The family history website, FreeBMD, records that Arthur's birth was registered between January and March 1871.He had been born in the Cheadle area. It has not been possible to find his entry in the 1901 Census, perhaps suggesting he might have been serving abroad with the army as did many young men of the time. By the time of the Great War, he had married and was living at 27 Hanover Street in the Portwood area of Stockport.
It's known that his wife was called Mary Ann. Between April and June 1895, a man called Arthur Stokes married a Mary Ann Holdsworth at Oldham and this may be the same couple.
Arthur's service number indicates he enlisted in September 1914 and would have gone overseas a year later. On the day he was killed, the Battalion was in trenches in the Ploegsteert area of Belgium. This was about 3 kilometres north of the French town of Armentieres.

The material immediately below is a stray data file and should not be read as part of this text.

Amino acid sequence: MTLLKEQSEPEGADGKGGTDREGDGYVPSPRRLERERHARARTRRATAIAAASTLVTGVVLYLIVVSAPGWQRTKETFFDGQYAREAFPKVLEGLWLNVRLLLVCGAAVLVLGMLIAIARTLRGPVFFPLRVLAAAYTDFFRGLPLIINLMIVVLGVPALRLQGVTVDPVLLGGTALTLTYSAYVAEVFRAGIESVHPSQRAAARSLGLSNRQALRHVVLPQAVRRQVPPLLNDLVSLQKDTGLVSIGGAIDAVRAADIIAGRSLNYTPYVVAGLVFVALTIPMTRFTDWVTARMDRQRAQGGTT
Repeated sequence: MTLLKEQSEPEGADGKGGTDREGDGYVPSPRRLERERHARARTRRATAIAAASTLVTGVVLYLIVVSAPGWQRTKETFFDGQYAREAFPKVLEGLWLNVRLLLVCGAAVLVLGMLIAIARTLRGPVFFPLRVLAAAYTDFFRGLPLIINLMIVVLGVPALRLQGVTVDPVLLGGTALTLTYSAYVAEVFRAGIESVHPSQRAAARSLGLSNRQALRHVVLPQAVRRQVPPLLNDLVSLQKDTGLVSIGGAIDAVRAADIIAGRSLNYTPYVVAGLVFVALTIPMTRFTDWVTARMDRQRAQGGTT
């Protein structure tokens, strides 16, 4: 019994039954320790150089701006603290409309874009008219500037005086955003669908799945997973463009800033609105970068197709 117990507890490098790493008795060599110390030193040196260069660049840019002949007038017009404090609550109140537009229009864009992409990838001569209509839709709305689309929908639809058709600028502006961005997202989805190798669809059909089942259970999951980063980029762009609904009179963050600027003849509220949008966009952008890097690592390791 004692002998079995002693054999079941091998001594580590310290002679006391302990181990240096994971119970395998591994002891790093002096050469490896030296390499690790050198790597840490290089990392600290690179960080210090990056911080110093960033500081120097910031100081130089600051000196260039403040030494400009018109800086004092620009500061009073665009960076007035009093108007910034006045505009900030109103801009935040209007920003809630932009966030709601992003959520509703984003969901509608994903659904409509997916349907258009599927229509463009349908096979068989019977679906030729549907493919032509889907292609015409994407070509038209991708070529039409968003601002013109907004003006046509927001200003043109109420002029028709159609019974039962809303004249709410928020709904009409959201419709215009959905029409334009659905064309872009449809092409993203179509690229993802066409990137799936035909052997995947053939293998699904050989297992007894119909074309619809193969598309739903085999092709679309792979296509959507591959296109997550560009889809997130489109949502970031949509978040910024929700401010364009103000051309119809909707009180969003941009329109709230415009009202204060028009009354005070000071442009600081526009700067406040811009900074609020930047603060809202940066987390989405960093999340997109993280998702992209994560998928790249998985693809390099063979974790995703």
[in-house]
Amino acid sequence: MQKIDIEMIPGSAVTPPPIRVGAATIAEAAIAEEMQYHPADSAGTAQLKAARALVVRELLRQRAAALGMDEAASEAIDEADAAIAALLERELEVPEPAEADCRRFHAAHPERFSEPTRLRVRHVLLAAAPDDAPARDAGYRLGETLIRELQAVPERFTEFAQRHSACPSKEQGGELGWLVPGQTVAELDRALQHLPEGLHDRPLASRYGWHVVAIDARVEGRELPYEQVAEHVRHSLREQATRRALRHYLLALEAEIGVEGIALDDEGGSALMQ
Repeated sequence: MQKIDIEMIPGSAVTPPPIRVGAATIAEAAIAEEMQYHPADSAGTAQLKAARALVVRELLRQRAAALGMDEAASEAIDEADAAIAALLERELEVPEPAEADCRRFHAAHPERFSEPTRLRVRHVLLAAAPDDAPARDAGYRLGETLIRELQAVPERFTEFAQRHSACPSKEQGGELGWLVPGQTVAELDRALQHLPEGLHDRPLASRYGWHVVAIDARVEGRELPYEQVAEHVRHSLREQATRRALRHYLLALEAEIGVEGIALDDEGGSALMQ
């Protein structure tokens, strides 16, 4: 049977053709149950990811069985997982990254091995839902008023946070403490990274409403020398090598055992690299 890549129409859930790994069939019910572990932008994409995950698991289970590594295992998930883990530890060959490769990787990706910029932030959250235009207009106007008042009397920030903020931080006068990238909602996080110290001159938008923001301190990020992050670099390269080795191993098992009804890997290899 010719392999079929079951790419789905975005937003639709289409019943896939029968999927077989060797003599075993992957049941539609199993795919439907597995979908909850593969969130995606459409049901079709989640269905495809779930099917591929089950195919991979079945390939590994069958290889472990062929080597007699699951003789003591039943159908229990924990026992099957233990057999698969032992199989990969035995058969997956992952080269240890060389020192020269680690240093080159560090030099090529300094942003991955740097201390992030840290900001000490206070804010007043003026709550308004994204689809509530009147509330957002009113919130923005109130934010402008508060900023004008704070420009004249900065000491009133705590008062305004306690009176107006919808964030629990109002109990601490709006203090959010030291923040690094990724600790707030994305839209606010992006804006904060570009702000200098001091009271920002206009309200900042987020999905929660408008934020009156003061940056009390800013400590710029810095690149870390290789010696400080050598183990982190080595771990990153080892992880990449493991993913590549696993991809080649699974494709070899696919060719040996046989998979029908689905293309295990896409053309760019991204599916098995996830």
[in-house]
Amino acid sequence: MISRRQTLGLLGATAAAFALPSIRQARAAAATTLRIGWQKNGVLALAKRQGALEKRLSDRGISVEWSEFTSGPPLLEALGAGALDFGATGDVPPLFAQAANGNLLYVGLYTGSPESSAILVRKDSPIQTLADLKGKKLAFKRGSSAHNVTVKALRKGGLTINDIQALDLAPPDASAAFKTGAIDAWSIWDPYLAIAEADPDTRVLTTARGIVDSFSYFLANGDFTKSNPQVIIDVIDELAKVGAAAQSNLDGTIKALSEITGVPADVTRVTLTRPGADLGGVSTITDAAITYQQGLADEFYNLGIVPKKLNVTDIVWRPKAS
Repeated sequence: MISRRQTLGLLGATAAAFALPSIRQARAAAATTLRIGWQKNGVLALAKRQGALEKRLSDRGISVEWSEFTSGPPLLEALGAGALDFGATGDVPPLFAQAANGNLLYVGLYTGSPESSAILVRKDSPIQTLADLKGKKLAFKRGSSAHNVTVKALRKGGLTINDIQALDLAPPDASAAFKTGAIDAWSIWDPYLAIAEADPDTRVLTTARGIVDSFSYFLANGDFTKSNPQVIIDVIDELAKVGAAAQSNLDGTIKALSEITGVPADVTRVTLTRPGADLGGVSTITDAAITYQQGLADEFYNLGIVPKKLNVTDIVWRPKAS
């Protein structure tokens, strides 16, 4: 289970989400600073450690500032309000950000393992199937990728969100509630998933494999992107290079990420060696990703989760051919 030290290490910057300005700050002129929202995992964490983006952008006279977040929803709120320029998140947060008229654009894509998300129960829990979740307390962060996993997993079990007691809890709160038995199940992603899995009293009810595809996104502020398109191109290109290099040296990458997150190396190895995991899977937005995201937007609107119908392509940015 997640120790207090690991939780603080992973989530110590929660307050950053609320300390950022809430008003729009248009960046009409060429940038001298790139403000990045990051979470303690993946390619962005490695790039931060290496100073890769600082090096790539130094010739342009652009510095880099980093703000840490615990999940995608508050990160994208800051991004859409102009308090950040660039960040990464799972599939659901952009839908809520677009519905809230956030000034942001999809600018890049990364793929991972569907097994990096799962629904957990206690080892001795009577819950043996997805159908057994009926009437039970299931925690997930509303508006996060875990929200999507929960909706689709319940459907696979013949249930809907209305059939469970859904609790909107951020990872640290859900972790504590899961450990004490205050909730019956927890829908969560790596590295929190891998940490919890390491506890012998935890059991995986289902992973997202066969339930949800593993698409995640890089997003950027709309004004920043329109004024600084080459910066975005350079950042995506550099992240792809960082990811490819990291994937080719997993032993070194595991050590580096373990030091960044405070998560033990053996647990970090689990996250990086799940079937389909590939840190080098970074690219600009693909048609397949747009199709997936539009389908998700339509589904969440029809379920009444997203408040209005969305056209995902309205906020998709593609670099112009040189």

The Battalion's War Diary notes that, during the morning, the British artillery had shelled a nearby German position known as the Birdcage , suspecting that it was a machine gun emplacement. It records that, after dark, the enemy's snipers became "unusually active". Perhaps reflecting a growing acceptance that casualties were almost commonplace, there is no mention of Arthur's death. The officer compiling the Diary did, however, find it worth noting that, at 4pm, "Five pigeons seen flying from the direction of Warneton over Ploegstreet Wood". Perhaps he thought they might be carrier pigeons.